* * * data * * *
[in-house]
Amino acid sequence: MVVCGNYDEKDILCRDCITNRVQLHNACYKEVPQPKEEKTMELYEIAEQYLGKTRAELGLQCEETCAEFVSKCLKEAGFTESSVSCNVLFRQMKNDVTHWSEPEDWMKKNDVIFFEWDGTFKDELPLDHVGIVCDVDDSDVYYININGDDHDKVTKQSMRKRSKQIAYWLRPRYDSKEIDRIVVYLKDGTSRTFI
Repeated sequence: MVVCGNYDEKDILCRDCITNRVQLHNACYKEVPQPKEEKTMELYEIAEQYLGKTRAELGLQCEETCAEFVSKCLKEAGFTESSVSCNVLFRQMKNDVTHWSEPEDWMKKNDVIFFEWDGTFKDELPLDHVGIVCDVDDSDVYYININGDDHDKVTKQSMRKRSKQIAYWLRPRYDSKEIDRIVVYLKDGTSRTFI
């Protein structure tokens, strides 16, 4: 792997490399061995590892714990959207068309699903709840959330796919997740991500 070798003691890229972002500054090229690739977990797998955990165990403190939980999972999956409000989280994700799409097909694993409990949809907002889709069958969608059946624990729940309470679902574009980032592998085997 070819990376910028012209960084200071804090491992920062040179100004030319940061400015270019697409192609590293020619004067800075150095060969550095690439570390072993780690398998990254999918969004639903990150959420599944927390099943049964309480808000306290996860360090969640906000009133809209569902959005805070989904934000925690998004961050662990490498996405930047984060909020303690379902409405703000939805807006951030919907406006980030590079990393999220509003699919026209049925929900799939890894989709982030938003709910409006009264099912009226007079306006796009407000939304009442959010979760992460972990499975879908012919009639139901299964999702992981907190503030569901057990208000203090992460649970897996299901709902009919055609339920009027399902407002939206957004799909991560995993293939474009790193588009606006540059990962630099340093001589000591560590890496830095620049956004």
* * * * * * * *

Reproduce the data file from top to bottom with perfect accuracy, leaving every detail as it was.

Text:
[in-house]
Amino acid sequence: MVVCGNYDEKDILCRDCITNRVQLHNACYKEVPQPKEEKTMELYEIAEQYLGKTRAELGLQCEETCAEFVSKCLKEAGFTESSVSCNVLFRQMKNDVTHWSEPEDWMKKNDVIFFEWDGTFKDELPLDHVGIVCDVDDSDVYYININGDDHDKVTKQSMRKRSKQIAYWLRPRYDSKEIDRIVVYLKDGTSRTFI
Repeated sequence: MVVCGNYDEKDILCRDCITNRVQLHNACYKEVPQPKEEKTMELYEIAEQYLGKTRAELGLQCEETCAEFVSKCLKEAGFTESSVSCNVLFRQMKNDVTHWSEPEDWMKKNDVIFFEWDGTFKDELPLDHVGIVCDVDDSDVYYININGDDHDKVTKQSMRKRSKQIAYWLRPRYDSKEIDRIVVYLKDGTSRTFI
């Protein structure tokens, strides 16, 4: 792997490399061995590892714990959207068309699903709840959330796919997740991500 070798003691890229972002500054090229690739977990797998955990165990403190939980999972999956409000989280994700799409097909694993409990949809907002889709069958969608059946624990729940309470679902574009980032592998085997 070819990376910028012209960084200071804090491992920062040179100004030319940061400015270019697409192609590293020619004067800075150095060969550095690439570390072993780690398998990254999918969004639903990150959420599944927390099943049964309480808000306290996860360090969640906000009133809209569902959005805070989904934000925690998004961050662990490498996405930047984060909020303690379902409405703000939805807006951030919907406006980030590079990393999220509003699919026209049925929900799939890894989709982030938003709910409006009264099912009226007079306006796009407000939304009442959010979760992460972990499975879908012919009639139901299964999702992981907190503030569901057990208000203090992460649970897996299901709902009919055609339920009027399902407002939206957004799909991560995993293939474009790193588009606006540059990962630099340093001589000591560590890496830095620049956004």